The Kennebec Journal/Morning Sentinal online media, offers a blow by blow rebuttal to claims made by the MWS in their official response to the PPH investigation. What is missing from all of these reports, with the slight exception found in this report, involves the charade that is taking place over the PPH’s attempts to access email documents from IFW/MWS.

The Kennebec Journal/Morning Sentinal rebuttal responds specifically to claims made by the MWS that they had sent PPH 232 documents. “Only 35 emails have been released in response to the Press Herald’s public records request for communications with “North Woods, Law,” despite more than six months of effort.” The author of this piece provides MWS/IFW some wiggle room out of its statement about releasing 232 documents by saying: “In a separate request for the warden service’s policy for undercover investigations, the newspaper received a single, highly redacted, 16-page document with 15 pages mostly blacked out. The wardens may be conflating the Press Herald request with documents produced for the Kennebec Journal in 2015 in connection with a separate August 2014 public records request. Those were not the documents that the Press Herald requested.”

Additionally, the MWS’ official response claims that they were, “compliant with Maine’s Freedom of Access Act.” The PPH says they were not and offers instead what they claim is a complete publication of all emails exchanged between PPH, the MWS, IFW, Maine Attorney Generals Office, and other lawyers, seeking information about the undercover case and how Engel Entertainment, a video production service that produces the television show North Woods Law, was involved.

If we leave behind the undercover operation that took place in Allagash, Maine, and forget about whether the undercover warden service officer acted properly and within the law and policies of the IFW/MWS, and stop arguing about it, and then focus on the farce and deliberate stonewalling by IFW/MWS in fulfilling their obligation to provide documents through FOAA, we may have a condition worth getting worked up over. However, I don’t think anybody in government wants any attention brought to this event.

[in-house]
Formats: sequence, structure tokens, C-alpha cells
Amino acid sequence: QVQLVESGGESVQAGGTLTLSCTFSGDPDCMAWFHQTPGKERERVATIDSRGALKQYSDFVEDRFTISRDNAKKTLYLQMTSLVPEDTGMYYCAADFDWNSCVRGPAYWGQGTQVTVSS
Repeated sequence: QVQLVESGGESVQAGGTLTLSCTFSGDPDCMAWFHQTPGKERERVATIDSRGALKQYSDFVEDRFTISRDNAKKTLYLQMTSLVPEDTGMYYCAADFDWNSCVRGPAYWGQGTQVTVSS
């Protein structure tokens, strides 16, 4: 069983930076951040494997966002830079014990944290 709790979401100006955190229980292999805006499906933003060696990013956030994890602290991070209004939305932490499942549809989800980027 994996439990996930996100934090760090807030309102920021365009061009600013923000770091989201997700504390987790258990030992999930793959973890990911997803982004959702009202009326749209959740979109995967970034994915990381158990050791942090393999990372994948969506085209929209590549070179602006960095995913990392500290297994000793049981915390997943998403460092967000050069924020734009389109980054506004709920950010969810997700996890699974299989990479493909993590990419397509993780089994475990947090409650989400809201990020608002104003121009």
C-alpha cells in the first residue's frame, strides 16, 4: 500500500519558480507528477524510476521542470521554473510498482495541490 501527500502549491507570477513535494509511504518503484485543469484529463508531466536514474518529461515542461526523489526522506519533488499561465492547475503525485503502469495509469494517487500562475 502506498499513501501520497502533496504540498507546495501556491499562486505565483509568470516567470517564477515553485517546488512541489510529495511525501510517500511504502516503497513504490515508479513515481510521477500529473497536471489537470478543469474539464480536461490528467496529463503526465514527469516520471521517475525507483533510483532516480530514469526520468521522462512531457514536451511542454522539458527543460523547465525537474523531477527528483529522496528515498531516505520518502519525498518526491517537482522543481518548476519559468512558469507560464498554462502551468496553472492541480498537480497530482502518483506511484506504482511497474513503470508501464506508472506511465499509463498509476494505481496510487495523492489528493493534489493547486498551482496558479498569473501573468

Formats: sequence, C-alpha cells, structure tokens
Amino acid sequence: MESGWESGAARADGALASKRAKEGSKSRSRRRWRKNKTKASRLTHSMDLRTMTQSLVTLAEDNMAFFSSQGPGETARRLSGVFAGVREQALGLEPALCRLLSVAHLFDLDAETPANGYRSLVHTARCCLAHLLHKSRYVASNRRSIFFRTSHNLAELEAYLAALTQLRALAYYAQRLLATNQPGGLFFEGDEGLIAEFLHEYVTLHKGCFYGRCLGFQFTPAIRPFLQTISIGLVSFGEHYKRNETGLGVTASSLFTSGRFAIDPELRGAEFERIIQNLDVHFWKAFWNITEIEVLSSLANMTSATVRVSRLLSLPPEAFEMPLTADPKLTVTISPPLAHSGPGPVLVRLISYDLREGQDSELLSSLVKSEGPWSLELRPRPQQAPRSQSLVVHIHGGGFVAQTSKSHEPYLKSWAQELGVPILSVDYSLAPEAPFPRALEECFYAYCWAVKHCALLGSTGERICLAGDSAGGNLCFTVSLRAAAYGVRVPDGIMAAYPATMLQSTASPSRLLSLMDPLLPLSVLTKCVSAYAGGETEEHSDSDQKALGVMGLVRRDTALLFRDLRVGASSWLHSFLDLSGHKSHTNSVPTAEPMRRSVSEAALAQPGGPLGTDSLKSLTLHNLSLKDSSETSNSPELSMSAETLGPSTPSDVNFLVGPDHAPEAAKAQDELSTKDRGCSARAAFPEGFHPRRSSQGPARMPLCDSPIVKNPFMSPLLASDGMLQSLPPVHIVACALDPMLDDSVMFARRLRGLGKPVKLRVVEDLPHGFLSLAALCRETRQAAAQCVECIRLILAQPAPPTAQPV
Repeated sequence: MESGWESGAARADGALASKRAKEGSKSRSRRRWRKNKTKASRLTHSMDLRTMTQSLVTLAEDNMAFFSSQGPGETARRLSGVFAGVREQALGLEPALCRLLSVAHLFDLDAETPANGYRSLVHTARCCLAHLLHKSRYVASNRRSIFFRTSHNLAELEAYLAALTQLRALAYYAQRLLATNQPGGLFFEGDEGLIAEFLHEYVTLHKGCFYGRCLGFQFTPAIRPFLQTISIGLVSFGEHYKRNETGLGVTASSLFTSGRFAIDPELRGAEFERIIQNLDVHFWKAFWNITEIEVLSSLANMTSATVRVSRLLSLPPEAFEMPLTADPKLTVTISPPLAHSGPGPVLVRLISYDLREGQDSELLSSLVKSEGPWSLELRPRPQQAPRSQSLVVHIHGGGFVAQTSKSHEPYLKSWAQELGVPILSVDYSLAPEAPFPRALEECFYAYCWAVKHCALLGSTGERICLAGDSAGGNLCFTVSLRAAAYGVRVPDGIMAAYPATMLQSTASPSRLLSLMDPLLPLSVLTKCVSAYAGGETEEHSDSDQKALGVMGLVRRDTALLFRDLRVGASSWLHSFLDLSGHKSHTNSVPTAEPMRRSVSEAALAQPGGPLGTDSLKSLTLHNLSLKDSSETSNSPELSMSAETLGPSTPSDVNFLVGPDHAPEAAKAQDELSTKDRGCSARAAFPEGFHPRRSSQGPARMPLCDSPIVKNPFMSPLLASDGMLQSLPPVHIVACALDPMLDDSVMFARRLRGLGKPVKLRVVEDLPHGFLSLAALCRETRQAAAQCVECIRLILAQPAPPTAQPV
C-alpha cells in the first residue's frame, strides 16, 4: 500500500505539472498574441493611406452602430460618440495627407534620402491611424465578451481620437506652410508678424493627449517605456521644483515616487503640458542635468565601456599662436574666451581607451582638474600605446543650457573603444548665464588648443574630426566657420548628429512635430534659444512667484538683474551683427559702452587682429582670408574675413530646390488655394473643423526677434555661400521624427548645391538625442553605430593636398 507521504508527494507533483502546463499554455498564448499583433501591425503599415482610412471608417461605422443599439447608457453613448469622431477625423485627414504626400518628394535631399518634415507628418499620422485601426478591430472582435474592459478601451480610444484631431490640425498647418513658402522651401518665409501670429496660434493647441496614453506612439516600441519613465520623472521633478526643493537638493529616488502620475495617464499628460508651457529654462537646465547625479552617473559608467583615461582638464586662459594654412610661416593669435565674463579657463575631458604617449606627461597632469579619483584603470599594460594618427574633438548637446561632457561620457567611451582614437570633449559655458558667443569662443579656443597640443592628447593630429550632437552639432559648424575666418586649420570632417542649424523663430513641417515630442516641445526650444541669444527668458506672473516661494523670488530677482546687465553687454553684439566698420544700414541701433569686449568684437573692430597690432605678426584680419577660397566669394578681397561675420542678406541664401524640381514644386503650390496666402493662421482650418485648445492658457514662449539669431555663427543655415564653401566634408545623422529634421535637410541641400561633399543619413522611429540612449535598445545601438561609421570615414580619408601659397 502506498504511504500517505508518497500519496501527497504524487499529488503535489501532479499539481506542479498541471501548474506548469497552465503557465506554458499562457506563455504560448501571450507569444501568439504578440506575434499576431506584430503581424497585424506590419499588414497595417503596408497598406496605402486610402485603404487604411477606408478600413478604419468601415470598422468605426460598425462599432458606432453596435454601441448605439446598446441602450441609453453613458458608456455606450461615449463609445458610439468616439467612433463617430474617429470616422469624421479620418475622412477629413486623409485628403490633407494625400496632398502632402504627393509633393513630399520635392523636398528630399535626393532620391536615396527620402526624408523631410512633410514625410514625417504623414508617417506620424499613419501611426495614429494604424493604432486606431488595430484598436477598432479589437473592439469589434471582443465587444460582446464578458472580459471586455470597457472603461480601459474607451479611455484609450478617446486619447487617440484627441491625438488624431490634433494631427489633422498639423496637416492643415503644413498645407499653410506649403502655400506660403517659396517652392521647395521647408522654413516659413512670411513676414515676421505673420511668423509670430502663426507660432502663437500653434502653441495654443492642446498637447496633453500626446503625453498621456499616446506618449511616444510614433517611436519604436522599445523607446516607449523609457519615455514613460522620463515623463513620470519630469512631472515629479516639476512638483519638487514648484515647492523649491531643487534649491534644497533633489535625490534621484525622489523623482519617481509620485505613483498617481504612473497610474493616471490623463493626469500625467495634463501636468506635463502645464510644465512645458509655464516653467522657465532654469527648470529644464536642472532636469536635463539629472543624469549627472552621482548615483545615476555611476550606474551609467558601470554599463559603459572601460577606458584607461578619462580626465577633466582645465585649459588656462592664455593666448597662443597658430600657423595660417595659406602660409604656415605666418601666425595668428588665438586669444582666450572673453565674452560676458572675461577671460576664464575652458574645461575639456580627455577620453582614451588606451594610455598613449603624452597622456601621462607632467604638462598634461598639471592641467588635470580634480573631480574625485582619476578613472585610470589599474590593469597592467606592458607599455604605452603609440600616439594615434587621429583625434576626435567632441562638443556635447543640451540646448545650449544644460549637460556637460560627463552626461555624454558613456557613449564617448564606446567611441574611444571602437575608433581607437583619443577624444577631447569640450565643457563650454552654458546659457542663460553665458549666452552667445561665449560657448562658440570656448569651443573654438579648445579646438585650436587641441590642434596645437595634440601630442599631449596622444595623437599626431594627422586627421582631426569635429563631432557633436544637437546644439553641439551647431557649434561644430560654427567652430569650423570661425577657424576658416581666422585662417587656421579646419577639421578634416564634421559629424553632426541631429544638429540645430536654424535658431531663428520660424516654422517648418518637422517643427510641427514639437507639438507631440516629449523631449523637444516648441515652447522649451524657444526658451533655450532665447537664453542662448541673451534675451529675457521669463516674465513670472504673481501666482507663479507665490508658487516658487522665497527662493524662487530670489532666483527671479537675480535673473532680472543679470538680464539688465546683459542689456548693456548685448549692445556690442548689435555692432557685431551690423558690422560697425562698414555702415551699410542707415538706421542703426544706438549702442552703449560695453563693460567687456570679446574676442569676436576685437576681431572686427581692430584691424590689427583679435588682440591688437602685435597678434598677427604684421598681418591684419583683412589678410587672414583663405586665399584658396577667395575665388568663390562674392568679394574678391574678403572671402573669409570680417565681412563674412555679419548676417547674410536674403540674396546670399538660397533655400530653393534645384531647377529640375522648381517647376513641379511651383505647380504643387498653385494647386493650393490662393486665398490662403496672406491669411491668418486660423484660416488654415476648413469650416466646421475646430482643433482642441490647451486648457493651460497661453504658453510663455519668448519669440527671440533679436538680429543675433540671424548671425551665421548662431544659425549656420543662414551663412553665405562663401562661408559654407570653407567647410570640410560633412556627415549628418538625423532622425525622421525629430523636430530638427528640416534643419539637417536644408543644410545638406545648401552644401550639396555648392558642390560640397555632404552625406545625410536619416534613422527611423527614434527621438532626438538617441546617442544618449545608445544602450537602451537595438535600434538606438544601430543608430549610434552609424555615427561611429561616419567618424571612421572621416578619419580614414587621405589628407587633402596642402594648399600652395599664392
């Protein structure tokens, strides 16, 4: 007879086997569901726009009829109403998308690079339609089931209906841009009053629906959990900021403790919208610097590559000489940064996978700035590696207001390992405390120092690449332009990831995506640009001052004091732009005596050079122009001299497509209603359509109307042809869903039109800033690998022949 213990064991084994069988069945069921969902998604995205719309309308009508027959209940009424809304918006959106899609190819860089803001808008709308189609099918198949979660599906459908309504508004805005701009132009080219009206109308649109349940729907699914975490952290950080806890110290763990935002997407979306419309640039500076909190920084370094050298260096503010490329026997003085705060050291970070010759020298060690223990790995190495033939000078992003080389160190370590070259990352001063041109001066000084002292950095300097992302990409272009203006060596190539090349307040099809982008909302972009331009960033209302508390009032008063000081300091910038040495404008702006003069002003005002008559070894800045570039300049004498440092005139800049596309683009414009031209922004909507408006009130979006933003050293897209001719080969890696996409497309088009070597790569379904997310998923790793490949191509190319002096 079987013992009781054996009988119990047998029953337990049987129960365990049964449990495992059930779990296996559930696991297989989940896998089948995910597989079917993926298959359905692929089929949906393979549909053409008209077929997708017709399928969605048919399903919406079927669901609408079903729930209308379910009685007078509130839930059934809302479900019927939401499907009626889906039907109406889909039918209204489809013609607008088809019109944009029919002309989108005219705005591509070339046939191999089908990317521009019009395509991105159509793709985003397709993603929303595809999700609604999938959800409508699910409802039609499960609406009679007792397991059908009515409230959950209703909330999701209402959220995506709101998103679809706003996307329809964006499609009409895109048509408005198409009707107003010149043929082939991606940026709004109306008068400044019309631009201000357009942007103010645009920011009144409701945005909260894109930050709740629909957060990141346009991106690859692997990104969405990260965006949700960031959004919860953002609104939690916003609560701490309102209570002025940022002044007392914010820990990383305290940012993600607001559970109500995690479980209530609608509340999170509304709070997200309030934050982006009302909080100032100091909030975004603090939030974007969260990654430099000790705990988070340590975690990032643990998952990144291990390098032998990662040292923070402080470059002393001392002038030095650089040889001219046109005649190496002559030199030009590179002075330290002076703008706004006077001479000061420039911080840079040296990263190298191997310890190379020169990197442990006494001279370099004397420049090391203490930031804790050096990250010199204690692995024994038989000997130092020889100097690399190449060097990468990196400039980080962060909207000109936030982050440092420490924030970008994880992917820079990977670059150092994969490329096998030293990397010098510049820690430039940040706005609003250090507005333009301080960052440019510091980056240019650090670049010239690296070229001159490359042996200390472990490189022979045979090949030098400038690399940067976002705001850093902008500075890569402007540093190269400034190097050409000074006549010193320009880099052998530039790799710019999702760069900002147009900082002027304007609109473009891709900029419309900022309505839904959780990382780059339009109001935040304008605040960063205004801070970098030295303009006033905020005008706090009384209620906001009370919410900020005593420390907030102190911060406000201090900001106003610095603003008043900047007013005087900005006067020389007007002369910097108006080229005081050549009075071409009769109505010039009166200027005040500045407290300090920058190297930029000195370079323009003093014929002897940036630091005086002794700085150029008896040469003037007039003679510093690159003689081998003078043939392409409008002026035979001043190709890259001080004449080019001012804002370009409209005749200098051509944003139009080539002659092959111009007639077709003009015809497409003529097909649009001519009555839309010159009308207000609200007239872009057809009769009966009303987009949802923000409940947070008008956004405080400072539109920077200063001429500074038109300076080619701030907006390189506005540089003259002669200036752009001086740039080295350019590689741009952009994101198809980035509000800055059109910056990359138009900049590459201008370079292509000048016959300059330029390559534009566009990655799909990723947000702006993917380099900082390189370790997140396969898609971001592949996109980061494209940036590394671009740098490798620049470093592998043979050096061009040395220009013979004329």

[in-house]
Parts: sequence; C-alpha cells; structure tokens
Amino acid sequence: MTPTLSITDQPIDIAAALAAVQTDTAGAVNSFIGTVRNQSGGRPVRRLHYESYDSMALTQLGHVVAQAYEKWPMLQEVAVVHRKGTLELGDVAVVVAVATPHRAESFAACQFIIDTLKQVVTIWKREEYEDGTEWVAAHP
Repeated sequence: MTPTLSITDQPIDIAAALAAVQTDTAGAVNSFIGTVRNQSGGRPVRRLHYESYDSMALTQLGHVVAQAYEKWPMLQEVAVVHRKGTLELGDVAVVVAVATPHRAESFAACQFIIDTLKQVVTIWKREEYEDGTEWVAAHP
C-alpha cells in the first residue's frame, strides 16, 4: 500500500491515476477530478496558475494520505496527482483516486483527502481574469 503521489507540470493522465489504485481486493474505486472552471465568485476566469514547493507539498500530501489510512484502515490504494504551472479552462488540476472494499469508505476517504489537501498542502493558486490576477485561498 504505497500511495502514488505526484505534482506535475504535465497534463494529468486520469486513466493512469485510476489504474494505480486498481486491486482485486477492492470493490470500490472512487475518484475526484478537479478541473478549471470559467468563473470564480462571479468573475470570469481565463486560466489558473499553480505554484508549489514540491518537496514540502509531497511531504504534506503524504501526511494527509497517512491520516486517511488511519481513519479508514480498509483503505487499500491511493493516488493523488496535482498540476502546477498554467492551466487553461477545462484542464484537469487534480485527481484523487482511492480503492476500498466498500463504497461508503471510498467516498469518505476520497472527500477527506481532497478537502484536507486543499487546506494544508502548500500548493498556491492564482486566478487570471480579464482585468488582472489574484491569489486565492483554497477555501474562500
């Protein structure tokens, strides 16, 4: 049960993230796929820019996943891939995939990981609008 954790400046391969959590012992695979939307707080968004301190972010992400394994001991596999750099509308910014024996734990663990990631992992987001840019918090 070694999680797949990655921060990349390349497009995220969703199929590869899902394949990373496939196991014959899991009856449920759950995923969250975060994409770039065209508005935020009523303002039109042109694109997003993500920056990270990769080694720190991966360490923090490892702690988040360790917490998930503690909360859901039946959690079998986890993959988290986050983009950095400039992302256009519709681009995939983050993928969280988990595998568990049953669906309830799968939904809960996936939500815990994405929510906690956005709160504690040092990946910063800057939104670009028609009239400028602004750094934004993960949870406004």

I have read every single email provided by the PPH in their attempt at getting documents. I see this as nothing more than a deliberate attempt to stonewall. The reasons for such stonewalling is unclear at this time. Perhaps it is nothing more than some perverted sense of retribution toward the PPH. If, as is exemplified by Governor Paul LePage’s disdain toward Maine Media, this same feeling of contempt and disrespect is prevalent throughout his administration, the actions of IFW/MWS can be explained, although not justifiably. At the least, to those who have taken the time to read and understand, it comes across as hiding evidence. And, when people suspect that, then they want to know what is there to hide?

I came to the conclusion, after reading all the emails, that collectively, not that many people can be so stupid. Third Graders could have worked this out in short order.

I think one has to go back to the beginning and examine the FOAA request from the PPH to IFW/MWS. In that request, PPH asked specifically for all email exchanges, for a specified date range of one year, and provided the search term of “@engelentertainment.com” – this being the domain name used by Engel Entertainment as part of their email address. PPH asked that this search be refined to exchanges involving events of the undercover operation in “Aroostook” County, where the sting took place.

Throughout the entire email exchange, it is easily clear that any use of the term “@engelentertainment.com” was omitted from any emails originating from the IFW, MWS, AGs office and representatives. It was so obvious to me, that this was beyond incompetence. It was deliberate avoidance of addressing the real issue.

Several times in the emails, Colin Woodard of the PPH, takes the time to explain to IFW/MWS/AG that he was requesting, from the onset, emails involving Engel Entertainment, and yet, that subject was ignored – repeatedly.

At best IFW/MWS attempted to turn the event back on PPH saying that if they wanted emails from “@engelentertainment.com” it would qualify as a separate request, involving more money and time to get the job done. In attempting to point out to IFW/MWS/AG officials that that search term was included in the original FOAA request, it fell on deaf ears. I could not see how Mr. Woodard could have been more clear on what he wanted.